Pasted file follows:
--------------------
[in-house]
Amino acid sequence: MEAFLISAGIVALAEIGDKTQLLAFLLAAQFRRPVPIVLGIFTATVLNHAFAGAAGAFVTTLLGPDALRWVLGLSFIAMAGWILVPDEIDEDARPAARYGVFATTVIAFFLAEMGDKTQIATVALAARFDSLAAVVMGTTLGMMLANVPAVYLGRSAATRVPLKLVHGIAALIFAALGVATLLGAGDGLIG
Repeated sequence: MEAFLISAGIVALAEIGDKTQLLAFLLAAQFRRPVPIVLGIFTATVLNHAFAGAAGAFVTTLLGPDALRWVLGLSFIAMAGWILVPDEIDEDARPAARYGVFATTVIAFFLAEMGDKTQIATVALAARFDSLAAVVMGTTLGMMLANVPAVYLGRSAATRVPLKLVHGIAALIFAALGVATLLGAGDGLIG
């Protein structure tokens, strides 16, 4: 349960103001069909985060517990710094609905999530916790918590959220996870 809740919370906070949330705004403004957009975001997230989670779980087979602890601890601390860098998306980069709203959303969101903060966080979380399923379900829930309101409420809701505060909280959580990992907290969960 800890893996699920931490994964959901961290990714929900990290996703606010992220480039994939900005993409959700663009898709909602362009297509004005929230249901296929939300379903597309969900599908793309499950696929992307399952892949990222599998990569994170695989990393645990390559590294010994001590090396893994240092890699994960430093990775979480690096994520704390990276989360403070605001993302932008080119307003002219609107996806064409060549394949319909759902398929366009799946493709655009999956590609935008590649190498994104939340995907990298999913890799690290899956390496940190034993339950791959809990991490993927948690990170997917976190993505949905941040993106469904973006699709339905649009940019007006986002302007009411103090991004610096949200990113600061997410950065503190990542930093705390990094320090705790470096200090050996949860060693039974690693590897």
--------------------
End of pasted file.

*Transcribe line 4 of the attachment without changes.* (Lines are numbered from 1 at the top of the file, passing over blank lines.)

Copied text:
């Protein structure tokens, strides 16, 4: 349960103001069909985060517990710094609905999530916790918590959220996870 809740919370906070949330705004403004957009975001997230989670779980087979602890601890601390860098998306980069709203959303969101903060966080979380399923379900829930309101409420809701505060909280959580990992907290969960 800890893996699920931490994964959901961290990714929900990290996703606010992220480039994939900005993409959700663009898709909602362009297509004005929230249901296929939300379903597309969900599908793309499950696929992307399952892949990222599998990569994170695989990393645990390559590294010994001590090396893994240092890699994960430093990775979480690096994520704390990276989360403070605001993302932008080119307003002219609107996806064409060549394949319909759902398929366009799946493709655009999956590609935008590649190498994104939340995907990298999913890799690290899956390496940190034993339950791959809990991490993927948690990170997917976190993505949905941040993106469904973006699709339905649009940019007006986002302007009411103090991004610096949200990113600061997410950065503190990542930093705390990094320090705790470096200090050996949860060693039974690693590897």